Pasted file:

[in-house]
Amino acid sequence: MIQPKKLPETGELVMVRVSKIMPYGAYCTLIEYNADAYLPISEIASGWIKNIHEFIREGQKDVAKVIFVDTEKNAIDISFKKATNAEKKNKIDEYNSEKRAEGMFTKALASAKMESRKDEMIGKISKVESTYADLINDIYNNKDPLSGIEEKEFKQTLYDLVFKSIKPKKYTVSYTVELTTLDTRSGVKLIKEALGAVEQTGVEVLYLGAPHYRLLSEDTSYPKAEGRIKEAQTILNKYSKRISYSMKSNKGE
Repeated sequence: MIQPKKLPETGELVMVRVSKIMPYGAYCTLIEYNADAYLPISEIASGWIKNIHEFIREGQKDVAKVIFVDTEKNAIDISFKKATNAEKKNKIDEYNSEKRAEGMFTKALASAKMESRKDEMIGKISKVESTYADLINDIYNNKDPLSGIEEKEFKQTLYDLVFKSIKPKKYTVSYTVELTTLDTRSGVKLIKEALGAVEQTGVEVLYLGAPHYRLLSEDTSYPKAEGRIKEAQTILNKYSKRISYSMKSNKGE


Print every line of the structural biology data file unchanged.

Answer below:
[in-house]
Amino acid sequence: MIQPKKLPETGELVMVRVSKIMPYGAYCTLIEYNADAYLPISEIASGWIKNIHEFIREGQKDVAKVIFVDTEKNAIDISFKKATNAEKKNKIDEYNSEKRAEGMFTKALASAKMESRKDEMIGKISKVESTYADLINDIYNNKDPLSGIEEKEFKQTLYDLVFKSIKPKKYTVSYTVELTTLDTRSGVKLIKEALGAVEQTGVEVLYLGAPHYRLLSEDTSYPKAEGRIKEAQTILNKYSKRISYSMKSNKGE
Repeated sequence: MIQPKKLPETGELVMVRVSKIMPYGAYCTLIEYNADAYLPISEIASGWIKNIHEFIREGQKDVAKVIFVDTEKNAIDISFKKATNAEKKNKIDEYNSEKRAEGMFTKALASAKMESRKDEMIGKISKVESTYADLINDIYNNKDPLSGIEEKEFKQTLYDLVFKSIKPKKYTVSYTVELTTLDTRSGVKLIKEALGAVEQTGVEVLYLGAPHYRLLSEDTSYPKAEGRIKEAQTILNKYSKRISYSMKSNKGE